SOUTH BEND, Ind. — Notre Dame junior defensive end Isaac Rochell couldn’t sleep after he and his teammates blew out Texas last Saturday night.
It wasn’t because Rochell was too excited to sleep after a five-touchdown victory. Instead, he couldn’t stop thinking about the plays he and the Irish defense didn’t make, specifically in terms of sacks.
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“I was so frustrated,” Rochell said. “I mean, you’re always happy to get a win, but I’m happy if I can’t sleep and we win by 35 points. That means you can improve so much. We just want to keep getting better.
“… We had quarterback hurries, but that’s not a (tackle for loss), that’s not a sack. It’s frustrating.”
Rochell and defensive tackle Sheldon Day are on the same page, with the two-time Irish captain saying Wednesday he didn’t grade himself well after a game in which he had one sack and four quarterback hurries. The goal of the Irish defensive line isn’t to just pressure the quarterback, it’s to take him down.
In reality, the amount of pressure Irish pass-rushers got on Texas quarterbacks Tyrone Swoopes and Jerrod Heard contributed to a brutal night for both players. But that not-good-enough mentality stands in stark contrast to where Notre Dame’s defense was a year ago after shutting out Michigan.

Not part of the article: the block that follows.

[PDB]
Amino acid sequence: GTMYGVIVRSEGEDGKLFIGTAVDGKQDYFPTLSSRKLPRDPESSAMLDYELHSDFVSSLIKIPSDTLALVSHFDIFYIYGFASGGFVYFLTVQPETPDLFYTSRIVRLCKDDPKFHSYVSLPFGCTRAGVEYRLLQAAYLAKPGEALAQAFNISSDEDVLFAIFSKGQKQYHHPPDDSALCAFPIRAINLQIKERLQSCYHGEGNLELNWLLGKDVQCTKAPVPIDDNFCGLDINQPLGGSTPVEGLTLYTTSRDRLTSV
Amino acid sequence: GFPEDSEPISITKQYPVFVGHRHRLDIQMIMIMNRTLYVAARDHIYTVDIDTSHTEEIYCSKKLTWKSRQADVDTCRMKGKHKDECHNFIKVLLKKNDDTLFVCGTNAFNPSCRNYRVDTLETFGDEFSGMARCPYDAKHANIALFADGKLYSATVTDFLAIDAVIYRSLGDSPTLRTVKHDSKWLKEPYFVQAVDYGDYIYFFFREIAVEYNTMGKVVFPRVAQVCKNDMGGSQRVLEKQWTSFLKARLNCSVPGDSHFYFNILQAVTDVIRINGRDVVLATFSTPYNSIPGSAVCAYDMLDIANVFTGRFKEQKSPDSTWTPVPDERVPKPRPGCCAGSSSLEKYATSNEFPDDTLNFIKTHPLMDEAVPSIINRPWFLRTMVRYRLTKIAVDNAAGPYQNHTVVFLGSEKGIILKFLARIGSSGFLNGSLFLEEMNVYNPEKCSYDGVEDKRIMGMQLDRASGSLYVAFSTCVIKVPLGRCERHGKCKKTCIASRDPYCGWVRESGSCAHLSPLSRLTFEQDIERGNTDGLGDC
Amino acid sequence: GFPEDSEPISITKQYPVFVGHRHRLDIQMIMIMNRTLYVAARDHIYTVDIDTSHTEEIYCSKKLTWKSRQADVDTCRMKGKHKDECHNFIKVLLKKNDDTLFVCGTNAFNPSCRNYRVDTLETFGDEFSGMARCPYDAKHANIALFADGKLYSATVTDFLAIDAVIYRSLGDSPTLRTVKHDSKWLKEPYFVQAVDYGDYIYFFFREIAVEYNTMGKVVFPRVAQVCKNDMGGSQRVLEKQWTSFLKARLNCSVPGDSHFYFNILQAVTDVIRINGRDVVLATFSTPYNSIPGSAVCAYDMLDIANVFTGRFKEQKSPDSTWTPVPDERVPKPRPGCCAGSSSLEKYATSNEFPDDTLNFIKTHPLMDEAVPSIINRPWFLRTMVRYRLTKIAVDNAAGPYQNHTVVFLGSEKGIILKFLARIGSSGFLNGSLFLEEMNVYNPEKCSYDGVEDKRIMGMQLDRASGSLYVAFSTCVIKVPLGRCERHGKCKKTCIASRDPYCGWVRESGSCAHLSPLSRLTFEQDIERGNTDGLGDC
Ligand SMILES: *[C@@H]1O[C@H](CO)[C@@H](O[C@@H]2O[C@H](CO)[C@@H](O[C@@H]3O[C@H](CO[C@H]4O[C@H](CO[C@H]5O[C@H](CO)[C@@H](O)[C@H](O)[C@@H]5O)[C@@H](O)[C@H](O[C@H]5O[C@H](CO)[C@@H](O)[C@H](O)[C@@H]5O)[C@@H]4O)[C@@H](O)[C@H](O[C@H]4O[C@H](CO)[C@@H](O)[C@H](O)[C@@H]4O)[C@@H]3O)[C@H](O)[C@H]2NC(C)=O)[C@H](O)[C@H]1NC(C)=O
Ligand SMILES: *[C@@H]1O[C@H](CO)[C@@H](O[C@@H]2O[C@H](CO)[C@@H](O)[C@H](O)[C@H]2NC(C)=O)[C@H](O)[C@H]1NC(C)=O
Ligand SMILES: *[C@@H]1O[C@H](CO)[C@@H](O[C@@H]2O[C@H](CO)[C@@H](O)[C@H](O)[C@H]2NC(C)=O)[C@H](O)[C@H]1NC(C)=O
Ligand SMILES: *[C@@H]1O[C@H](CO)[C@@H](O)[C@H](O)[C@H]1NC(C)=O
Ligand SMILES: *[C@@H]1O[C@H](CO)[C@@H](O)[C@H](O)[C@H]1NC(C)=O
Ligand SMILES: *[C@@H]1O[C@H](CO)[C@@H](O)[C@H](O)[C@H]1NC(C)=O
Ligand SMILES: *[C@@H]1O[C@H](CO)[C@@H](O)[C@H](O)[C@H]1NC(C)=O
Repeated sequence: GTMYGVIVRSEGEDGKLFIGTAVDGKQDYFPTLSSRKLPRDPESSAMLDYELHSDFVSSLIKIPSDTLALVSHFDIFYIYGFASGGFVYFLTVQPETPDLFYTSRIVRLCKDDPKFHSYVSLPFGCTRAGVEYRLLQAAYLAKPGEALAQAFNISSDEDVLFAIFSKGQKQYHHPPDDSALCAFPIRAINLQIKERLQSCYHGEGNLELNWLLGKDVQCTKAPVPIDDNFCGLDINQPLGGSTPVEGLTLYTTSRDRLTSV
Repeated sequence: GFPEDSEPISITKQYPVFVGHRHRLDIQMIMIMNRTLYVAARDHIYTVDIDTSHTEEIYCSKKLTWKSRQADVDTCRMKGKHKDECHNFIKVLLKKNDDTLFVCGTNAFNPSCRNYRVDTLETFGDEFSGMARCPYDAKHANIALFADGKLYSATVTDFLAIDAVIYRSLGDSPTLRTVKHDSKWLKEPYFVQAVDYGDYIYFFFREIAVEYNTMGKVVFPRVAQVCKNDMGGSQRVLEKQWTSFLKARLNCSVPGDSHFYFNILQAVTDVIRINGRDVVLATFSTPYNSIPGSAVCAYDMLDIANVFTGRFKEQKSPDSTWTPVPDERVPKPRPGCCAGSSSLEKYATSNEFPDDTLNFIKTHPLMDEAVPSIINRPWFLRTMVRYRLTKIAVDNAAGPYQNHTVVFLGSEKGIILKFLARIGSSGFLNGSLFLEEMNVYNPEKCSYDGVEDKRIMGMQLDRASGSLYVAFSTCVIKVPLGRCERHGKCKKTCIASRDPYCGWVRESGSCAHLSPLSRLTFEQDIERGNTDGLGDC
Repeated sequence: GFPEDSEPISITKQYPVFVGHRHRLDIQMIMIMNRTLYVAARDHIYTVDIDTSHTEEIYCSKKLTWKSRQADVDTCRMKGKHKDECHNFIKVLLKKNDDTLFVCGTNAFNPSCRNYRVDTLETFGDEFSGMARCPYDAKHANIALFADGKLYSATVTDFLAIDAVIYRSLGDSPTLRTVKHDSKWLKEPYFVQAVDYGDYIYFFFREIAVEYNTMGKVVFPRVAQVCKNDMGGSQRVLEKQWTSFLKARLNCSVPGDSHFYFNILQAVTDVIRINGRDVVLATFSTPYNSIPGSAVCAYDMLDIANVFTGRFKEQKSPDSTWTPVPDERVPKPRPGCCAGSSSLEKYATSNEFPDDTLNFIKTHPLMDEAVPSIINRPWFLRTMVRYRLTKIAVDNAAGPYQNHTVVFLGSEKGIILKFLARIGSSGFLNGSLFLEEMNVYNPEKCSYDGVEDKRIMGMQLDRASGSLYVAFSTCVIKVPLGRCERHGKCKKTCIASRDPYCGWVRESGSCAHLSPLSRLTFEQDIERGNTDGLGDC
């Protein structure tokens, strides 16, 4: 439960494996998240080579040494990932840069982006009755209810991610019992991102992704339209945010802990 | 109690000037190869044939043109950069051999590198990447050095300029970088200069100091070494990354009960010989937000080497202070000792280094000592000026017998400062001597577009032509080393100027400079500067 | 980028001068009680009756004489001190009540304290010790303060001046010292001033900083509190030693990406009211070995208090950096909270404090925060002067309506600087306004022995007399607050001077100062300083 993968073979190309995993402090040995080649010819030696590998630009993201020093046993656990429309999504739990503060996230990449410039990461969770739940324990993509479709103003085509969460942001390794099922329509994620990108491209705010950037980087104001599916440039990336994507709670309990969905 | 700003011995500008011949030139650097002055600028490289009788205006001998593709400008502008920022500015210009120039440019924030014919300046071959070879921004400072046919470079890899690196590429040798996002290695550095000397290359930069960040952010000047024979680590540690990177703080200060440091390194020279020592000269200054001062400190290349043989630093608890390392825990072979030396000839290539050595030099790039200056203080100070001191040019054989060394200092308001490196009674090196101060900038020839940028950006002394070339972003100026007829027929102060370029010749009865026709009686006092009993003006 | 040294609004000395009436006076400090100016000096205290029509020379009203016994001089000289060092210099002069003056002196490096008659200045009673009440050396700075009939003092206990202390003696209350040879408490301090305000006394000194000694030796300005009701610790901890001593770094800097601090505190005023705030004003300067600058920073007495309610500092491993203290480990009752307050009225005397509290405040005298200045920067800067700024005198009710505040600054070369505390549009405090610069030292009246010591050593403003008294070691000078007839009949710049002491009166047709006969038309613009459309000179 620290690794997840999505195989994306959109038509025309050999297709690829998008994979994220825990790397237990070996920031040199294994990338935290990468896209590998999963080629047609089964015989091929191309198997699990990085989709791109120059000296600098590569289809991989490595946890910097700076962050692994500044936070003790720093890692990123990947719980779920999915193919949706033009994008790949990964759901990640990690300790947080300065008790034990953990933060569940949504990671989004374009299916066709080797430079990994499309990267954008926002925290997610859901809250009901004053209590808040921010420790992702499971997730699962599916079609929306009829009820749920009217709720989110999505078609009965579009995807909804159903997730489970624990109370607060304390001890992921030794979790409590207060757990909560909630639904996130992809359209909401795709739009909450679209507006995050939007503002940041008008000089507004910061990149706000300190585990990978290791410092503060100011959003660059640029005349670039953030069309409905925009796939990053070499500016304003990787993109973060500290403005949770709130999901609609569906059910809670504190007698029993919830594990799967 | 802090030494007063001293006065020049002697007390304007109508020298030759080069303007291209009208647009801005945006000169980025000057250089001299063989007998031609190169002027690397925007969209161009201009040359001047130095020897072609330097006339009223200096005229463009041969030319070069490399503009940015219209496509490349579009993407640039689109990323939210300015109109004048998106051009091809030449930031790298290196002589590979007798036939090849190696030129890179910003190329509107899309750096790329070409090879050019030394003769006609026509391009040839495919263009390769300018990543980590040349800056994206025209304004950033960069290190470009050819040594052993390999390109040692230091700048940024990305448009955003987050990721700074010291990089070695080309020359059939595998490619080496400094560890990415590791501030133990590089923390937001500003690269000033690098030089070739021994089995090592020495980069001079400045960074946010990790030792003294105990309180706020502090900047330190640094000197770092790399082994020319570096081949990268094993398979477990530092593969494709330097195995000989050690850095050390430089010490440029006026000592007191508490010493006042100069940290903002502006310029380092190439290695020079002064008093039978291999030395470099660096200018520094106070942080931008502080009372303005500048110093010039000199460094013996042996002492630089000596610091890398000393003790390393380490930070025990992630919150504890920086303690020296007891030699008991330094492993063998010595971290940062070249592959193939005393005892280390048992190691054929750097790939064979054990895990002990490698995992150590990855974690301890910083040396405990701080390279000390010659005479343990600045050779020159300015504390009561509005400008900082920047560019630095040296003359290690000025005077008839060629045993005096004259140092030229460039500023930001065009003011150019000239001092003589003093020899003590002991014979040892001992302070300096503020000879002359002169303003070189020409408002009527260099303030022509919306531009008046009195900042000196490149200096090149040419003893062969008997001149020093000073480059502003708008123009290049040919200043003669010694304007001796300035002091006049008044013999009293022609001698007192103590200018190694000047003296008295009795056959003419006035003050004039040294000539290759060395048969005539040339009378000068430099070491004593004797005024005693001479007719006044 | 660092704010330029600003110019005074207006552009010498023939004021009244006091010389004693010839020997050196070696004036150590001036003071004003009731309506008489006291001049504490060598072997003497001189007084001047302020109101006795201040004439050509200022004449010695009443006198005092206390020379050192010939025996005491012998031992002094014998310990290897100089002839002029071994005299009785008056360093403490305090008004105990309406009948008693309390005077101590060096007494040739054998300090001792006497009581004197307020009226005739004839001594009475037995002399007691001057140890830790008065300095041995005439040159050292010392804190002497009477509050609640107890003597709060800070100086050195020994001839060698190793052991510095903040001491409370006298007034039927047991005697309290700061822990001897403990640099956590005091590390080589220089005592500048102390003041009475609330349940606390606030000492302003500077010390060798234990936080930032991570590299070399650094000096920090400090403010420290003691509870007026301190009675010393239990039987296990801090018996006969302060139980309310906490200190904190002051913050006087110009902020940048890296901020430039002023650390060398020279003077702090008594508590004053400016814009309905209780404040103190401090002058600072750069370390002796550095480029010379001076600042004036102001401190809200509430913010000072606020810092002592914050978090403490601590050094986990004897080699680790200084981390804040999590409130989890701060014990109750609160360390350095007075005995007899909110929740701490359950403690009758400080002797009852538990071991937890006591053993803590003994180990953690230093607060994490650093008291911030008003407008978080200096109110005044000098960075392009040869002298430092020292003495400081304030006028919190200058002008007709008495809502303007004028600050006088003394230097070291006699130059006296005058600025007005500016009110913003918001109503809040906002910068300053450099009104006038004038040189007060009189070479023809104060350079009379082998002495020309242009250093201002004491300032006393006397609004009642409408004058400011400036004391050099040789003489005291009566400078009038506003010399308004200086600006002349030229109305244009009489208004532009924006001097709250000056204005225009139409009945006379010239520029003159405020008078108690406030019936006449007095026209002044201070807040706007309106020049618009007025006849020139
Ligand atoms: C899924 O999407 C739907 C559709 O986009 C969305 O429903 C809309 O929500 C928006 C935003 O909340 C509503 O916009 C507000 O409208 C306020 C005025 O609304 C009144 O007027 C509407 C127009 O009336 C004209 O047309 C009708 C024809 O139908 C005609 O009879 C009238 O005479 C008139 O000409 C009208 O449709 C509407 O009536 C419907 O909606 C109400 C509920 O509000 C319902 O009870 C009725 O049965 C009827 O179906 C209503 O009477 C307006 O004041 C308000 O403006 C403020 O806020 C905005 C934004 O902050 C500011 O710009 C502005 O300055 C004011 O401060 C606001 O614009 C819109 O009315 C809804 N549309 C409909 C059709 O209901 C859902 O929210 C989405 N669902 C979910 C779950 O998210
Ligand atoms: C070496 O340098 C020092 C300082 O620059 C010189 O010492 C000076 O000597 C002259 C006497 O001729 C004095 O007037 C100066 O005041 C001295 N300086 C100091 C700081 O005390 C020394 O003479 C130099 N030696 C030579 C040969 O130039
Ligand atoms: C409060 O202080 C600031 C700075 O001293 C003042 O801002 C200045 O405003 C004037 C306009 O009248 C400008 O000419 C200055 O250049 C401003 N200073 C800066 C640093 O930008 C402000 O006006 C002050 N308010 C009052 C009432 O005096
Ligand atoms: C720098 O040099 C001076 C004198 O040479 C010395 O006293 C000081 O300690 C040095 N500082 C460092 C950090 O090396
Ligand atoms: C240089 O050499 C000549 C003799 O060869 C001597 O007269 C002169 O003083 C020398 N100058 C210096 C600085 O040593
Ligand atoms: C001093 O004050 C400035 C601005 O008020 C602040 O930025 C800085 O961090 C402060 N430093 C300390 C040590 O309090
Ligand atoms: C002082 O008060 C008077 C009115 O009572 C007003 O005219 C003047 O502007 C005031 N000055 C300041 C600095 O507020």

“As a younger player, I would’ve been happy I didn’t get mental errors, happy I didn’t get loafs,” Rochell said. “But we’re a different team this year … We’re not going to squander a season. We’re going to get after it.”
That shutout of Michigan proved to be fool’s gold, as Notre Dame’s defense still made plenty of mental errors that didn’t go away and were exposed after Joe Schmidt’s season-ending injury on the first day of November. It wasn’t that Notre Dame’s defense was complacent after shutting out Michigan, but there were so many mistakes being made that defensive coordinator Brian VanGorder told his group they were ahead of schedule.
In holding Texas to three points on Saturday, Notre Dame’s defense committed fewer mental errors, which now allows them to focus on more narrow areas that need improving, like finishing with sacks on pass rushes.
“Guys were really frustrated with themselves because we left a lot of production out there on the field,” Schmidt said. “I know Sheldon was really mad at himself, he missed a couple sacks that he does not miss. And for me, I made a few mistakes, I missed a tackle or two and didn’t defeat a block that I wanted to defeat the right way. For us, we really weren’t — yeah, we were excited we won, but there’s so much we needed to get better at from that game.”
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Rochell offered this comparison: In Notre Dame’s season-opening win against Rice last year, he committed eight mental errors. Against Texas, that total was zero.
So that’s at the heart of why Notre Dame thinks its defensive success against Texas is more sustainable than anything it did last year — “night and day,” coach Brian Kelly said. The stuff that’s being worked on are the kind of things that can keep this group producing into November, instead of collapsing down the stretch.
“(Complacency’s) a plague,” Schmidt said. “… Success is good for a unit, for a team, but it needs to be balanced with, you can’t lose your edge ever.”